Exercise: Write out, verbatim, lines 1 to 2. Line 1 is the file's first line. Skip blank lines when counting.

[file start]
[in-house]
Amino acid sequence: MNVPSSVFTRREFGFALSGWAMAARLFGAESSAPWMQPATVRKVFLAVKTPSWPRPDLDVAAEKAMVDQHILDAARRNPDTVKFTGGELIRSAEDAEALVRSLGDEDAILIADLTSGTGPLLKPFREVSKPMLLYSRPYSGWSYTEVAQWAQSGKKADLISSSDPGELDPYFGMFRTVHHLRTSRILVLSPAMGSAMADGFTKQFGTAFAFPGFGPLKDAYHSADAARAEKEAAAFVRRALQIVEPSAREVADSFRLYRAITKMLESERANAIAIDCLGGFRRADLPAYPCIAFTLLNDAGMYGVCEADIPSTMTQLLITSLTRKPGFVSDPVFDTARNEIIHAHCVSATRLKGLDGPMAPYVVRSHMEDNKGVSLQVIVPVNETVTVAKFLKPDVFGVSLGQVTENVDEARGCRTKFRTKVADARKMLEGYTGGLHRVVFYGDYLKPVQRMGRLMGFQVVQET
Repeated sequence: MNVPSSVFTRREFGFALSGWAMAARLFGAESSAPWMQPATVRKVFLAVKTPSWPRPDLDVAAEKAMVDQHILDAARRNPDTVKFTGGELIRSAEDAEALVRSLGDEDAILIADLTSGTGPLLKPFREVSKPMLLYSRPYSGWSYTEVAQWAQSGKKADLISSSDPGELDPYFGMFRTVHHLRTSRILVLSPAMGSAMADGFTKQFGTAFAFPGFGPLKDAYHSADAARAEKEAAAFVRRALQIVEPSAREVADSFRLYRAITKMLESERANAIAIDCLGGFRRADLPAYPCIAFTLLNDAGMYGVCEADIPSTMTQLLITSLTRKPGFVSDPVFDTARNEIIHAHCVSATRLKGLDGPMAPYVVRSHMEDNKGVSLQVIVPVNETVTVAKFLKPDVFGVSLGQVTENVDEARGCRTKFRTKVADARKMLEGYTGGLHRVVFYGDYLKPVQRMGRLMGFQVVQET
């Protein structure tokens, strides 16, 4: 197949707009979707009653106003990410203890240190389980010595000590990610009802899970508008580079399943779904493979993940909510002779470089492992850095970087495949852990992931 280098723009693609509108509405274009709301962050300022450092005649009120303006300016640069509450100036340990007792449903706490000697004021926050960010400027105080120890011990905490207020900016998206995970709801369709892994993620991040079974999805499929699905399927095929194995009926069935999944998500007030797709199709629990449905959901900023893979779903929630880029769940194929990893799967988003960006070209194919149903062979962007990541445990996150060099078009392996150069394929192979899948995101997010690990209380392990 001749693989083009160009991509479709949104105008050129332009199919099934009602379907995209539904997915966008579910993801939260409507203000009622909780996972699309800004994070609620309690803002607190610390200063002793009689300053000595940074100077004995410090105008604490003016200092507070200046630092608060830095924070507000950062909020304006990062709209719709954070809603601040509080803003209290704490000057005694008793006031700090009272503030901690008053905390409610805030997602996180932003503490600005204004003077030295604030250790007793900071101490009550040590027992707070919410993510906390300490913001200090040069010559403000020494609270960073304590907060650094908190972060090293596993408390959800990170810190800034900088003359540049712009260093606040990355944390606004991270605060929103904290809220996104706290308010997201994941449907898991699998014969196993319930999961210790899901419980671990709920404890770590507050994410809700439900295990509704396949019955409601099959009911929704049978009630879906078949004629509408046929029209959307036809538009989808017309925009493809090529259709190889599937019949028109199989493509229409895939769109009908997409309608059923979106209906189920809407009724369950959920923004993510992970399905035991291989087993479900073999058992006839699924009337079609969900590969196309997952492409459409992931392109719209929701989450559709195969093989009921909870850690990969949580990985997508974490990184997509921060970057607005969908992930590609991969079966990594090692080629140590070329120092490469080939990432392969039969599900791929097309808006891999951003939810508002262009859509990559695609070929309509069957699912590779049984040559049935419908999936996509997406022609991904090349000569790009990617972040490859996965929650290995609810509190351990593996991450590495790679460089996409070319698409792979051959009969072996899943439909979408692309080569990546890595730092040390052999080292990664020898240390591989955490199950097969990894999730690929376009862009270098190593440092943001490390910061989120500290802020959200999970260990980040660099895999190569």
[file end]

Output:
[in-house]
Amino acid sequence: MNVPSSVFTRREFGFALSGWAMAARLFGAESSAPWMQPATVRKVFLAVKTPSWPRPDLDVAAEKAMVDQHILDAARRNPDTVKFTGGELIRSAEDAEALVRSLGDEDAILIADLTSGTGPLLKPFREVSKPMLLYSRPYSGWSYTEVAQWAQSGKKADLISSSDPGELDPYFGMFRTVHHLRTSRILVLSPAMGSAMADGFTKQFGTAFAFPGFGPLKDAYHSADAARAEKEAAAFVRRALQIVEPSAREVADSFRLYRAITKMLESERANAIAIDCLGGFRRADLPAYPCIAFTLLNDAGMYGVCEADIPSTMTQLLITSLTRKPGFVSDPVFDTARNEIIHAHCVSATRLKGLDGPMAPYVVRSHMEDNKGVSLQVIVPVNETVTVAKFLKPDVFGVSLGQVTENVDEARGCRTKFRTKVADARKMLEGYTGGLHRVVFYGDYLKPVQRMGRLMGFQVVQET